Mike: The idea is that, hopefully if we do it right, that you can switch on the fly if you need to from one encounter/story bit to the next. Like maybe you can use miniatures and grid rules for this fight, but switch to some social modularity for the next bit. If we do it right that should be fairly easy.
I love you Mike. You really get it, and I am beginning to feel comfortable with you leading this wild venture. Lets hope you have the capability to bring this near miraculous conception to reality.
On Core Mechanics:
Jeremy: Our goal is to get something from the design team with a specific goal. We make sure that everything done fulfills the overall vision. A synthesis of the “Greatest Hits” of all editions of D&D. Present and past.
A greatest hits of all versions is a good way to express the game, especially if it uses some mechanics from past editions. Vancian spells from first edition with at will power attacks like “javelin of flame” hearkening from 4e. Ir maybe,the complexity starts out with the game simple, like basic, but optional modules bring it more in line with more and more complex iterations of the game, in lock step with the rising customizability of the characters. It seems to me that about 90 percent of the issues with the editions are class related. Interesting.
Monte: The basic game fighter might have specific level-bases abilities. Things that every fighter has. If you decide to get more customized, you can swap standard abilities for more complex, optional abilities. These are the kinds of things that feats do now. But the complex stuff is balanced with what’s in the core. One character is more complex, but not necessarily more powerful.
Sounds in line with what we have been hearing so far,and by using the fighter as an example,the quintessential “simple character” Monte is telling us that yes, complexity will not be a class feature, but something in or out of every class, and Monte re-iterates that the complex options will be balanced with the simple, standard, or basic classes, so that they can play alongside one another.
Monte: Running a few playtests, I had at one long term table a guy who hadn’t played since 1st edition, a guy who was more 3rd edition and a guy who was recently in to 4th. The guy who hadn’t played in 1st edition didn’t want a lot of options. This solidified in my mind, along with the other evidence we’ve seen, that there are a lot of players who want to have very few options on their character sheet.
What I have witnessed playing the game is that character sheets can act as blinders to the players, and they have a hard time looking beyond what is on the page. This is true of new players that use a half-sheet Encounters pre-gen, to 7 page long home campaign players – they search for the power skill or keyword on their sheet, and rarely look further.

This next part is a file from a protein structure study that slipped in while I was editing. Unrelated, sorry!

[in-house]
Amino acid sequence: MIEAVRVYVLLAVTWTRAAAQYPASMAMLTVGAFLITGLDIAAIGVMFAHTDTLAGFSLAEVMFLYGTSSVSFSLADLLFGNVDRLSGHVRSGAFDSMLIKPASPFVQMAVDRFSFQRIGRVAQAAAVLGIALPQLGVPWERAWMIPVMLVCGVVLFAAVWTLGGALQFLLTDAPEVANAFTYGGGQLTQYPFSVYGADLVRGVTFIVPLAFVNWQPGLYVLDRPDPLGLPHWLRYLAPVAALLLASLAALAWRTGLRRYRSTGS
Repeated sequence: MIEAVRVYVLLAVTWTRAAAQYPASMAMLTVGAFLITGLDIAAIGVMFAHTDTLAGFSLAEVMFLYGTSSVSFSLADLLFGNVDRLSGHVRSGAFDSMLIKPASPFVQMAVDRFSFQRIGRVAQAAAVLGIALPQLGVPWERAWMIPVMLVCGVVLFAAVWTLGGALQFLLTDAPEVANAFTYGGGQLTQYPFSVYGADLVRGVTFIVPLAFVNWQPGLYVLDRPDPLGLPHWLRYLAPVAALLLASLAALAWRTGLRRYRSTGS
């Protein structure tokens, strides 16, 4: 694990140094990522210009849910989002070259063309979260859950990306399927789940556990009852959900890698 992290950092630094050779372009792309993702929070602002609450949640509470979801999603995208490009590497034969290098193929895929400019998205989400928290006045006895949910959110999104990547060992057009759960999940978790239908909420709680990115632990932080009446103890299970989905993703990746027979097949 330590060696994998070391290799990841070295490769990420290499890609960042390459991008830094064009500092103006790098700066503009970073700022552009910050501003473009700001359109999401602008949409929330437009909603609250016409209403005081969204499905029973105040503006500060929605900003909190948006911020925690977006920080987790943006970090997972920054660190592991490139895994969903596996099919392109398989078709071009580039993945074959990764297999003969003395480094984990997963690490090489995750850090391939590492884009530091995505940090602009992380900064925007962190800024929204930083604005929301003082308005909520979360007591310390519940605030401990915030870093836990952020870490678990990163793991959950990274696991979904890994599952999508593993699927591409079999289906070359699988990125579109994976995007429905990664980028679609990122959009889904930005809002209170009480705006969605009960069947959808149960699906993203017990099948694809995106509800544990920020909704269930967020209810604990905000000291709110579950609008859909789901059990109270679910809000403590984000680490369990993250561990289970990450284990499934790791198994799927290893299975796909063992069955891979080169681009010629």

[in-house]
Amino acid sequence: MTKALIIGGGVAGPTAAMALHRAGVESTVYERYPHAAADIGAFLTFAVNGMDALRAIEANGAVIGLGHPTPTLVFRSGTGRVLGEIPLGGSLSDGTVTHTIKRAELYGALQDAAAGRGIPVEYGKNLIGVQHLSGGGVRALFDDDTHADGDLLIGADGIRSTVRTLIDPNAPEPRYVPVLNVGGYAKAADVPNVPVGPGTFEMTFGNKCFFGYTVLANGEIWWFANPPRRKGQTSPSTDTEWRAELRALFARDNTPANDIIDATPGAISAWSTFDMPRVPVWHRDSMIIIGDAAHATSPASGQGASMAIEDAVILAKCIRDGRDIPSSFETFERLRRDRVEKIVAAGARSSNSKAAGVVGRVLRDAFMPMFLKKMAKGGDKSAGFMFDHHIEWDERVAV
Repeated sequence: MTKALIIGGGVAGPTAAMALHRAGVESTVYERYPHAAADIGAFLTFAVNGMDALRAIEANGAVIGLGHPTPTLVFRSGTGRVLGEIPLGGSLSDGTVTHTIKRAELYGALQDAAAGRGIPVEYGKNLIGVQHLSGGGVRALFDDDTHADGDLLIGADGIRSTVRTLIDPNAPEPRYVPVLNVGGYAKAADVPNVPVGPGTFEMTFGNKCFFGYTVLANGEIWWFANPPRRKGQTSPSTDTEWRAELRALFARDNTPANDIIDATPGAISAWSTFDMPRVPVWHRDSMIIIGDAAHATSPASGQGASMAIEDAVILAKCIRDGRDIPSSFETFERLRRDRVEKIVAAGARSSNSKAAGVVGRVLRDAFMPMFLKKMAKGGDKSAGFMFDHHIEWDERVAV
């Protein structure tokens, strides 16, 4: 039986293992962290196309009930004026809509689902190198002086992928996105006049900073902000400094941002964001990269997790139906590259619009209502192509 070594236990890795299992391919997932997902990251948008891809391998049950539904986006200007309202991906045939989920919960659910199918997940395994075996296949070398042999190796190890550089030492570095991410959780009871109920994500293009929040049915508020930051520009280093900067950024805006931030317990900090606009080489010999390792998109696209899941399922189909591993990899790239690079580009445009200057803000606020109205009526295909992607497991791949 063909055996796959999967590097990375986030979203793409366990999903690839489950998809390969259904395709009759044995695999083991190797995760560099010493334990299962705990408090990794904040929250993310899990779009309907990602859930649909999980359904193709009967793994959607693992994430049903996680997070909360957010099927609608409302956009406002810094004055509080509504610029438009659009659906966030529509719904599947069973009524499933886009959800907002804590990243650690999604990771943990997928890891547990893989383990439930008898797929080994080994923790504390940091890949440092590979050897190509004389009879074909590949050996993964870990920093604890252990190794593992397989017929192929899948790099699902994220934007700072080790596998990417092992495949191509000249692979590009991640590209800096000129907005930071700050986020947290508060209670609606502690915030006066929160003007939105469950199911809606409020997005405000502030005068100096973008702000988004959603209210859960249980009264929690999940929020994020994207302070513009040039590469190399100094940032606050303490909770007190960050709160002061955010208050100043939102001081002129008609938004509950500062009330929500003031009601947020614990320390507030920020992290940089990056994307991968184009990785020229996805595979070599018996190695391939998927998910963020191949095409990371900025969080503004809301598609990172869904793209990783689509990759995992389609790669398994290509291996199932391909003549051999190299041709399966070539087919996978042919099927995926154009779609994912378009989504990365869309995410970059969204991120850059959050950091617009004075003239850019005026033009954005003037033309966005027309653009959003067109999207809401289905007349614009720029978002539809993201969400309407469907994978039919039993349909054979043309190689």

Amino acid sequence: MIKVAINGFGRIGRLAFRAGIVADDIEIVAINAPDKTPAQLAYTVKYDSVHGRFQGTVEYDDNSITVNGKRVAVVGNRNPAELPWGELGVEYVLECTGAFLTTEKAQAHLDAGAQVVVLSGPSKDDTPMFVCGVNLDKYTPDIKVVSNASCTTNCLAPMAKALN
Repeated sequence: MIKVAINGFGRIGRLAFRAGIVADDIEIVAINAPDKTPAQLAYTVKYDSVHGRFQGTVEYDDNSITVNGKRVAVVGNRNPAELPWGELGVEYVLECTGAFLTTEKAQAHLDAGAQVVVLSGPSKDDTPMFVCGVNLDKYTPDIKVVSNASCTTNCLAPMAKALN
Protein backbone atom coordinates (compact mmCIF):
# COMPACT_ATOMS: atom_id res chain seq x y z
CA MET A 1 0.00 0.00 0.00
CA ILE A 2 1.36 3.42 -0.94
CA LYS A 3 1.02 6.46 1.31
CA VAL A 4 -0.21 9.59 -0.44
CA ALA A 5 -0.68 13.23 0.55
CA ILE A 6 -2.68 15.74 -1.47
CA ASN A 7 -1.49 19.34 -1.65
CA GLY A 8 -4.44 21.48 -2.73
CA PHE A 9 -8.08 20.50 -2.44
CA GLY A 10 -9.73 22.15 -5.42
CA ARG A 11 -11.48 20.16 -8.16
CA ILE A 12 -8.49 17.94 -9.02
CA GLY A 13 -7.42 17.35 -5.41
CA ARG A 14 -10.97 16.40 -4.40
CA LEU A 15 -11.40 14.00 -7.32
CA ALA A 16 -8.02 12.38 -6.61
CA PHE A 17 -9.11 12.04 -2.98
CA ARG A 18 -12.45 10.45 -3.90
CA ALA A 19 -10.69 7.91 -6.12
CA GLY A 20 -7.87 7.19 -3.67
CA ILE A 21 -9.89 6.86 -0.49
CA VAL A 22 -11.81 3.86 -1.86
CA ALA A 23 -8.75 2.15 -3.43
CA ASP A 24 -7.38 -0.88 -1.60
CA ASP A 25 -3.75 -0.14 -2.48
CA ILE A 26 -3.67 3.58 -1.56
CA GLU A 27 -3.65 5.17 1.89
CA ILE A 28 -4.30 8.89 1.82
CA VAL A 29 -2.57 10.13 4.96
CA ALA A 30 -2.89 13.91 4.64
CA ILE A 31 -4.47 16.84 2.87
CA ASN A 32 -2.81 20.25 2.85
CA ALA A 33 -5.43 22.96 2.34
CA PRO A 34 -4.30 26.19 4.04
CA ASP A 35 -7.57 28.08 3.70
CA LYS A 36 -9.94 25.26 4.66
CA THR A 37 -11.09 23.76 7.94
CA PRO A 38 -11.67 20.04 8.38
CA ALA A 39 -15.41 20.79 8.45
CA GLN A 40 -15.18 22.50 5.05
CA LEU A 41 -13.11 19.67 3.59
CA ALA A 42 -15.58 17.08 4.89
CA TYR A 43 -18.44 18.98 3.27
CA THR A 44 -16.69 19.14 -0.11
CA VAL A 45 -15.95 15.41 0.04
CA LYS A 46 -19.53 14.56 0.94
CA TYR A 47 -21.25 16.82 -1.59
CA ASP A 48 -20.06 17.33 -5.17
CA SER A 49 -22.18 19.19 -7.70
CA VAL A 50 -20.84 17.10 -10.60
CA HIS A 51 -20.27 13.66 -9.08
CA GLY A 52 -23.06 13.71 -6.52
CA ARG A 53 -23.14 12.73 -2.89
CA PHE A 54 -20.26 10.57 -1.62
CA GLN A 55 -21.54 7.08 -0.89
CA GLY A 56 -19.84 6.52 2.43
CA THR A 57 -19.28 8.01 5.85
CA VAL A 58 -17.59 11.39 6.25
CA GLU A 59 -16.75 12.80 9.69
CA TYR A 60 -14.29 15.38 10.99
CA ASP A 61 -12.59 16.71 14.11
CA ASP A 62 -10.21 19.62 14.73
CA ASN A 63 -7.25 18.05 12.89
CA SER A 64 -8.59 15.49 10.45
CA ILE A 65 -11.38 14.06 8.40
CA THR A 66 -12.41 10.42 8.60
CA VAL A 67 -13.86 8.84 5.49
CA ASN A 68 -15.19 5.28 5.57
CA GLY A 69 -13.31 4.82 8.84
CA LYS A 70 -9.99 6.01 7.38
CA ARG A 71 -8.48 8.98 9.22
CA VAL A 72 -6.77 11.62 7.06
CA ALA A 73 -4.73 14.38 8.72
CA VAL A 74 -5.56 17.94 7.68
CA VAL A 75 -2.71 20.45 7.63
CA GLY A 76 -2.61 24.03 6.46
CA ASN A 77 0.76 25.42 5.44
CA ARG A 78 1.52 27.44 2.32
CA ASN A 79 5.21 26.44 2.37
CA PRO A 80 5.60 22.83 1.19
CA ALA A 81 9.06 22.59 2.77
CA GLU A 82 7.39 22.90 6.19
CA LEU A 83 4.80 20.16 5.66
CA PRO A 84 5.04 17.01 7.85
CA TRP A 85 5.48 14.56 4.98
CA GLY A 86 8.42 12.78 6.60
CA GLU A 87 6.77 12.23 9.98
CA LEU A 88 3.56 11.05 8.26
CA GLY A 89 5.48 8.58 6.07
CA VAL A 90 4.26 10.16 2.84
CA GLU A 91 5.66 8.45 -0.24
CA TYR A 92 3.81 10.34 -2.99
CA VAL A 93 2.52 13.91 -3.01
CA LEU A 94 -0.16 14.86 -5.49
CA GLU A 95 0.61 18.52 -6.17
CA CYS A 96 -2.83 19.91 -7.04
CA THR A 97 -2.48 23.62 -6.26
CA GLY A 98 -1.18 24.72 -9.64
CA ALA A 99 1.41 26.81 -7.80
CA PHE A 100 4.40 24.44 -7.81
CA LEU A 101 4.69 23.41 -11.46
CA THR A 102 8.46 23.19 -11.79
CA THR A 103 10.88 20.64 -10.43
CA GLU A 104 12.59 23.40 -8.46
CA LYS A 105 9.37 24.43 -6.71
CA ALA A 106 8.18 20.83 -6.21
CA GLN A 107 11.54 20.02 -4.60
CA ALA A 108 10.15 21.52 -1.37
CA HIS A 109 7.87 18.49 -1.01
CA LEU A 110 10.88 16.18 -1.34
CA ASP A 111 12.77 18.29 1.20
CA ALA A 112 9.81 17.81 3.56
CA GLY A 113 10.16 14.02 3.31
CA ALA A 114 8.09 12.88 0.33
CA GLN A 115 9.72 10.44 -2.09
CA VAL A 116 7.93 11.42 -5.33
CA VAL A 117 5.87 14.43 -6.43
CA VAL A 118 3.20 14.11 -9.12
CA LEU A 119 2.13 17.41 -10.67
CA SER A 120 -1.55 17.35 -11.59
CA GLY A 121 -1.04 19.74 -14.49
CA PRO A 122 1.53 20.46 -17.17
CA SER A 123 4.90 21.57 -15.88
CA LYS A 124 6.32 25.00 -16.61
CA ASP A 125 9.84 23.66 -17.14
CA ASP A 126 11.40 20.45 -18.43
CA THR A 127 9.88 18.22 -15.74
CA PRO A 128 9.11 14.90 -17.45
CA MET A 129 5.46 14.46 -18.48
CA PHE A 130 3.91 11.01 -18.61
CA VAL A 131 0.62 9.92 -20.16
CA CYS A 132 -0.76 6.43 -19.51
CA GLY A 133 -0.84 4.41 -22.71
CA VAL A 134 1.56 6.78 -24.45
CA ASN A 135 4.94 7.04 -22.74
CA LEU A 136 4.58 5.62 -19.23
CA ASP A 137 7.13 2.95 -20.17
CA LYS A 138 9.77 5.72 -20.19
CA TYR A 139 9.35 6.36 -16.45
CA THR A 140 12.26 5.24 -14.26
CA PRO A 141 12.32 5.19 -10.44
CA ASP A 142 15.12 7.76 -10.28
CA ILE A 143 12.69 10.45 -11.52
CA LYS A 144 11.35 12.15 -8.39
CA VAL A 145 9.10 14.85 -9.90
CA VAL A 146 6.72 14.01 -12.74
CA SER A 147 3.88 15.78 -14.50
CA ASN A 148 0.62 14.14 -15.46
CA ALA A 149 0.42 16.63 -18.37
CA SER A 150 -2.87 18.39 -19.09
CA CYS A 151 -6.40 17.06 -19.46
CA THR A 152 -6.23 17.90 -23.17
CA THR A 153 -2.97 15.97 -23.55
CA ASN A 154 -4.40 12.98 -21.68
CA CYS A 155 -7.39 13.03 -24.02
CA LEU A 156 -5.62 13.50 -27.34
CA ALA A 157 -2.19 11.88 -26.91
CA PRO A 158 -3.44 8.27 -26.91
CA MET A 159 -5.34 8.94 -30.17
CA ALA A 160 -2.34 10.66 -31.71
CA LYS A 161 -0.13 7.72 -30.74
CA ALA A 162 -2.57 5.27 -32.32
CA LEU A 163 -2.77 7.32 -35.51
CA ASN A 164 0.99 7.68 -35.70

For some things, keywords that spur the imagination are better than specific rules explosions. For example, on a ranger’s character sheet, I would rather see “Tracking” or even “Tracking +1″ rather than “Tracking: when searching for and/or following humanoid, animal, or monster tracks, one type per feat taken, and it can be taken multiple times, the character receives a bonus to all rolls equal to one half level, rounded down.” One is evocative, the other is soul crushing.If there needs to be more explicit rules, put them in the DMs guide, and leave them off the sheet.
Mearls: Art should tell the story of D&D. Show you a scene that looks like it’s an adventure.
The first edition books have recurring characters throughout the illustrations, which are quite entertaining. The DMG had a party of adventurers go through a whole adventure through the back quarter of the book. I love it! 3e had “iconic characters, just like Pathfinder does, and I think they are a wonderful tool. Also, I like action shots, rather than poased shots. Action shots that show iconic scenes in D&D, like getting melted by green slime, or fighting a beholder, should be splattered throughout the book. ICONIC images.
Jeremy: the idea that this game is taking itself to seriously has crept into our art as well. I’ll give an example – in the last two editions if you look at the art, I think you’ll see a lot of characters that look like super heroes. They all look like they’ve been to the gym recently, they don’t have backpacks for traveling through the dungeon – the guys are well shaven. In our recent art we’ve added a more diverse, modular approach – you’ve got people that look vastly different. You’ll have the halfling who’s a bit overweight with some food stains on his clothes along side the more heroic look dashing sort.
The complaints about recent art are certainly true, they show very hip and beautiful super heroes doing awesome stuff, in general, though there are plenty of exceptions, and even some hip art is also great, however, I too would like to see a return to mixed styles, and mixed looks. Not just politically correct racial differences and the like, not but maybe the opposite. he art needs to be evocative, ad some of it should be shocking maybe. Scenees of orcish blood spraying, goblin skull stomping, and roasting in dragonfire would be a good start.
The final installment, about magic, and a grab bag of DM stuff is coming up.